July 20, 2006 --
Cornell researchers have found that a deadly fish virus detected in the
northeastern United States for the first time in June in two species
has probably spread to at least two more. But they have yet to
determine whether the virus is responsible for the death of hundreds of
fish in Lake Ontario and the St. Lawrence River in recent weeks.
the past month, Cornell's Aquatic Animal Health Program at the College
of Veterinary Medicine has been sent some 300 fish for evaluation. The
frozen samples are from the fish that have been dying since late May
and early June in Lake Erie, Lake Ontario and the St. Lawrence River.
Last week, an estimated 1,000 dead fish washed up on the shores of Lake
Ontario in just one morning.
Viral hemorrhagic septicemia virus (VHSV) was detected and confirmed
for the first time in the Northeast in round gobies and muskellunge in
June. Cornell researchers are awaiting finals results of tests on 54
fish of 10 species that indicated VHSV in smallmouth bass and burbot.
To date, Cornell researchers also have tested for the virus in lake
sturgeon, brown bullhead, rock bass, yellow perch, pumpkinseed and
VHSV causes fatal anemia and hemorrhaging in many fish species but poses no threat to humans or other animals.
situation right now is that we still have fish dying in Lake Ontario,"
said Geoffrey Groocock, a postdoctoral associate at Cornell's Aquatic
Animal Health Program.
"We have detected the virus in other fish
species in the region, which may be contributing to the continuing fish
mortalities. We are continuing to test samples as we receive them from
the New York State Department of Environmental Conservation (DEC) and
State University of New York College of Environmental Science and
Forestry Thousand Island Biological Field Station to try and get a
The researchers are using a classical cell
culture technique to perform the initial stage of the diagnostic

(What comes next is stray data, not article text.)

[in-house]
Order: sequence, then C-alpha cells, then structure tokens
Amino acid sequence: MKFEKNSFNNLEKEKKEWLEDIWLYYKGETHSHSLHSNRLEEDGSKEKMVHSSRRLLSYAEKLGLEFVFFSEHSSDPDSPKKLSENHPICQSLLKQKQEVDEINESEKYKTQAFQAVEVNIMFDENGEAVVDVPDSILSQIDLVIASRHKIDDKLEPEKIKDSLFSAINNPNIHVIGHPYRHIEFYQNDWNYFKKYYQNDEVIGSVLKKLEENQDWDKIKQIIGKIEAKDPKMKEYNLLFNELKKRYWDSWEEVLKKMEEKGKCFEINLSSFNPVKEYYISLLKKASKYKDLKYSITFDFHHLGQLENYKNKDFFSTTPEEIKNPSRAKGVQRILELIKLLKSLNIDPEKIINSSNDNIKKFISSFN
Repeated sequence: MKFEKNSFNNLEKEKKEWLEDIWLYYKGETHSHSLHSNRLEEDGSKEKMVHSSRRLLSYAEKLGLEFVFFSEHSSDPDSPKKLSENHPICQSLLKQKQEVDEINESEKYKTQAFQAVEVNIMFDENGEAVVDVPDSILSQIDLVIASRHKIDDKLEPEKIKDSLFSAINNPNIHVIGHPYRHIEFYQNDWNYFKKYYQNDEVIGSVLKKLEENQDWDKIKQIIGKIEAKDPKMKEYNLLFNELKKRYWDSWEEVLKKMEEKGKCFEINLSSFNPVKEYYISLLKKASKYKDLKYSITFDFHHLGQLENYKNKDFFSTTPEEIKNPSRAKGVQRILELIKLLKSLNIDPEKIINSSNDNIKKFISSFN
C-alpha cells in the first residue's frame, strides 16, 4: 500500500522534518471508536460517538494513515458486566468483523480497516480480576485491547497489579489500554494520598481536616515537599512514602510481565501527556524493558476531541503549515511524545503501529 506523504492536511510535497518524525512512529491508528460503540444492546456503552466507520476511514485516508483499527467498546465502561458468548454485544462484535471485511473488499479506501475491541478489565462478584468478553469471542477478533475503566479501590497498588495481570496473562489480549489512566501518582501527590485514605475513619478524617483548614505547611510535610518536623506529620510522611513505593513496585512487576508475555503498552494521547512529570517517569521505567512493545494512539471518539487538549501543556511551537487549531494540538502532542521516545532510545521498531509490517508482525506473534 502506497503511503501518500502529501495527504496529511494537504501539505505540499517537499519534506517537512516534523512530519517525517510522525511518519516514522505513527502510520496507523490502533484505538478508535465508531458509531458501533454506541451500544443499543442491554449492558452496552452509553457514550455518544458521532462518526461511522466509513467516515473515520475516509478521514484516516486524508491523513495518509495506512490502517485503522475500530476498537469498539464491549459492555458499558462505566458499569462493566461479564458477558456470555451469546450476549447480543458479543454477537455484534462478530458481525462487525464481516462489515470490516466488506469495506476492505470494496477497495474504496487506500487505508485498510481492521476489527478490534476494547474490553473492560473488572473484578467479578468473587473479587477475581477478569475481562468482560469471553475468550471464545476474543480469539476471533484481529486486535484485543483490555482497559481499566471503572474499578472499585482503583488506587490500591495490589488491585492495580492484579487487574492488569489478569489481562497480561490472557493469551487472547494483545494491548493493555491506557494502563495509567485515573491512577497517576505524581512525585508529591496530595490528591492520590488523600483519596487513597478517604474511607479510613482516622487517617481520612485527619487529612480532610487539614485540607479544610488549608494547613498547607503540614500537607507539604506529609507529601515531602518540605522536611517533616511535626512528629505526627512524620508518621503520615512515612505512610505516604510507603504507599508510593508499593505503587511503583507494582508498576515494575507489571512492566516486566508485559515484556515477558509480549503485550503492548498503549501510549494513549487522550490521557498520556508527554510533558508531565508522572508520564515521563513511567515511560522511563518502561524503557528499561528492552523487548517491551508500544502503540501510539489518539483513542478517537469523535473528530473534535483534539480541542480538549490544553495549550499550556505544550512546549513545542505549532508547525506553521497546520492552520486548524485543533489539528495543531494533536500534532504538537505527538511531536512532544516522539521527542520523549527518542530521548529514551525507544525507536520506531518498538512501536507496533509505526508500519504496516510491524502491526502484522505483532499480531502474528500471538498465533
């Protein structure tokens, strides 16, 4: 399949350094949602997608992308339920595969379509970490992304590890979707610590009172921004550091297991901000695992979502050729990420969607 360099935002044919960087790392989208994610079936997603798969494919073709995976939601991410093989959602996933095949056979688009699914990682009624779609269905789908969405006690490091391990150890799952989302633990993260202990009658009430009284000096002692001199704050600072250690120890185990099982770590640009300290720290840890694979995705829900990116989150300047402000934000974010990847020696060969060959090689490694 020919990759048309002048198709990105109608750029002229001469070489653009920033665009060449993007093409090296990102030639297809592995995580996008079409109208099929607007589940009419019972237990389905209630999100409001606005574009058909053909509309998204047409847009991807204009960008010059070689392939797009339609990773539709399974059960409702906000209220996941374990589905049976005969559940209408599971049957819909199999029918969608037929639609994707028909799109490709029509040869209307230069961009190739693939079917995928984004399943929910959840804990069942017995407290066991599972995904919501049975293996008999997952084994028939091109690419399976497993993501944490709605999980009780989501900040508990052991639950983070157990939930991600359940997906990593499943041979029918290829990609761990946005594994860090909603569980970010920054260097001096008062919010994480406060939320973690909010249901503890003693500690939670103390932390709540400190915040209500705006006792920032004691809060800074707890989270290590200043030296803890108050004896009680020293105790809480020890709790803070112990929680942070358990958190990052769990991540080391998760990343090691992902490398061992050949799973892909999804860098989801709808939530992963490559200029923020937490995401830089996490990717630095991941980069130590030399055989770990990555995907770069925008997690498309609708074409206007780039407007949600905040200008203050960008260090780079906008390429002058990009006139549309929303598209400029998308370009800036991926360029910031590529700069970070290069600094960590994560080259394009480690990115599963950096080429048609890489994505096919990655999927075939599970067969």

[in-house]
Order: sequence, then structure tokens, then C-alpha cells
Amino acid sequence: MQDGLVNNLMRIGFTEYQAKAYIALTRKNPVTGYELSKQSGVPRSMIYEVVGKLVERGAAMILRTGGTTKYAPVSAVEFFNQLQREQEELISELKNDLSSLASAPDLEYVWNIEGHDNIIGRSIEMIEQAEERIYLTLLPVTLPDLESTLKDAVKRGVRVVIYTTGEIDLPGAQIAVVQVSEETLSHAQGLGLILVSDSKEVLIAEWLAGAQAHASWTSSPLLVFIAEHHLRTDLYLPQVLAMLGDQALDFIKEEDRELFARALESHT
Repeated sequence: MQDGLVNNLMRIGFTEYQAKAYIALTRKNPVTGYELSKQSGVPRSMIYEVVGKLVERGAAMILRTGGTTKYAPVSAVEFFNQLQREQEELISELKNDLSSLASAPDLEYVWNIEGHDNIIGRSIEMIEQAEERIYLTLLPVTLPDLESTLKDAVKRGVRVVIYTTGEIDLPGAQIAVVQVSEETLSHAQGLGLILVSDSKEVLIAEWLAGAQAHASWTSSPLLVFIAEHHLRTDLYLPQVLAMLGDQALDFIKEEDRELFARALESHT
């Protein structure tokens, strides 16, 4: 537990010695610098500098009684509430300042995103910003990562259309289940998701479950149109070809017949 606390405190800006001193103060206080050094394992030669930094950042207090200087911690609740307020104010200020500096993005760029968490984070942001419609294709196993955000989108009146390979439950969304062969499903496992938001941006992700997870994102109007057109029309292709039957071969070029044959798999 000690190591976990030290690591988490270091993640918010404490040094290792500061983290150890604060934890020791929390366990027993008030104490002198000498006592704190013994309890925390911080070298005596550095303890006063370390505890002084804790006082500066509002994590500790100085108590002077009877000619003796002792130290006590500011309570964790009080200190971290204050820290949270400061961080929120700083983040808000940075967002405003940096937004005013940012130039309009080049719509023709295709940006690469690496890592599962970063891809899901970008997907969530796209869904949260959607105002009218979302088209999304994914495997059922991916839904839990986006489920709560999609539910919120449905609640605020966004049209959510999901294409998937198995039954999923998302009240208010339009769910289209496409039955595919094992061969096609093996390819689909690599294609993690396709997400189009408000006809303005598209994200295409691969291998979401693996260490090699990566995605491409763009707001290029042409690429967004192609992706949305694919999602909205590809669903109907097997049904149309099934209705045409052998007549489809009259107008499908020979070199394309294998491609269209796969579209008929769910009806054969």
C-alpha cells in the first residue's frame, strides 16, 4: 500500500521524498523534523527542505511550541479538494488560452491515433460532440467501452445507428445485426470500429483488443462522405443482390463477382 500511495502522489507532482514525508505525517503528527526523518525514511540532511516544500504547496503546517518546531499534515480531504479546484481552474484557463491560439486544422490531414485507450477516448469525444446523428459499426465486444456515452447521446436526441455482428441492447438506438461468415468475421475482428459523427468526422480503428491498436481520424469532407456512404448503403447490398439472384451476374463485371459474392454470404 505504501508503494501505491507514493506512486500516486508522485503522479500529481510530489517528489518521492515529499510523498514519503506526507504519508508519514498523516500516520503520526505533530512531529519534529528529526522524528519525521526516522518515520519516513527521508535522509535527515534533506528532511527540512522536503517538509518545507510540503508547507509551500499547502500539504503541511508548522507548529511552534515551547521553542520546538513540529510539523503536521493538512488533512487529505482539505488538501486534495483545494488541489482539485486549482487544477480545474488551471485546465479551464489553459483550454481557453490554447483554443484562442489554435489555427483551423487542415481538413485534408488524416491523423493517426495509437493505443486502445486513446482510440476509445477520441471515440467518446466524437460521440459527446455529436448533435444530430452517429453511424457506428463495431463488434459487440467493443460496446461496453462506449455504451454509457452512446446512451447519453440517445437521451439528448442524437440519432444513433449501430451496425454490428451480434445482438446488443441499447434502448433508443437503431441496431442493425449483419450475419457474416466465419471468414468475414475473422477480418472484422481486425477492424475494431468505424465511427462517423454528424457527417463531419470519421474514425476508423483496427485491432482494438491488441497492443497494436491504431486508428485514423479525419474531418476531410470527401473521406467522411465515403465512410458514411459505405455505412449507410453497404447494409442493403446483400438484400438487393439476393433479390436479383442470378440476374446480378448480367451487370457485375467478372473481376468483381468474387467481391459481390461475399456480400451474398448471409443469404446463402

testing. This technique can take two to four weeks to yield results.
Cornell researchers are developing a molecular-based test for VHSV
based on a specific gene sequence in the virus. Once available, the new
technique will cut the turnaround for confirmation to three to five
Groocock said the high number of dead fish reported
recently may be due to the increased presence of vacationers on the
lakes in summer, as well as the increased awareness since reports of
mortalities earlier in the season. Also, recent storms and heavy winds
may have washed up more fish from deeper waters. Groocock added that
while more species of fish are dying, absolute numbers of fish
mortalities do not appear to be changing.
"There is no cure for
VHSV in fish in an ecosystem as large as the Great Lakes Basin. Given
this, it is likely that management practices designed to limit the
spread of the virus will be put in place," said Groocock.
no management decisions have yet been made, the DEC could recommend
that boaters clean their boats before traveling from one body of water
to another and not dump bait minnows into open water after a day of
VHSV was first reported in 1988 in the United States in
spawning salmon in the Pacific Northwest. It was reported in North
American freshwater fish in 2005 in muskellunge in Lake St. Claire,
Mich., and in freshwater drum from the Bay of Quinte, Lake Ontario,
Source : Cornell University